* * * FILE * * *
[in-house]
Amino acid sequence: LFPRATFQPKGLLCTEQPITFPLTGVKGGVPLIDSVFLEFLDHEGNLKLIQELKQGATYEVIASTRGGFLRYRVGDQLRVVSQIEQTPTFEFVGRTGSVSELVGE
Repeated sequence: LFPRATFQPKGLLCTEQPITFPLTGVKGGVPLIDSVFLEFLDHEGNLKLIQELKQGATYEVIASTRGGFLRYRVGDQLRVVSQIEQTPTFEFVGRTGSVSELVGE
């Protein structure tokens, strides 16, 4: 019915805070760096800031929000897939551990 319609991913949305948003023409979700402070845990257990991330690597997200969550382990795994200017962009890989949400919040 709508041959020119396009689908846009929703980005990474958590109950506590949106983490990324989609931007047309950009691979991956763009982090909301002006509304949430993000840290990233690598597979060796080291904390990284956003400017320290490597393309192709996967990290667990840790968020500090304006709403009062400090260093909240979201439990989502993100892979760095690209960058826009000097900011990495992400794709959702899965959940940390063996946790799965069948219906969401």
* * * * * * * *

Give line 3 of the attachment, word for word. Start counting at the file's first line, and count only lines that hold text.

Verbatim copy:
Repeated sequence: LFPRATFQPKGLLCTEQPITFPLTGVKGGVPLIDSVFLEFLDHEGNLKLIQELKQGATYEVIASTRGGFLRYRVGDQLRVVSQIEQTPTFEFVGRTGSVSELVGE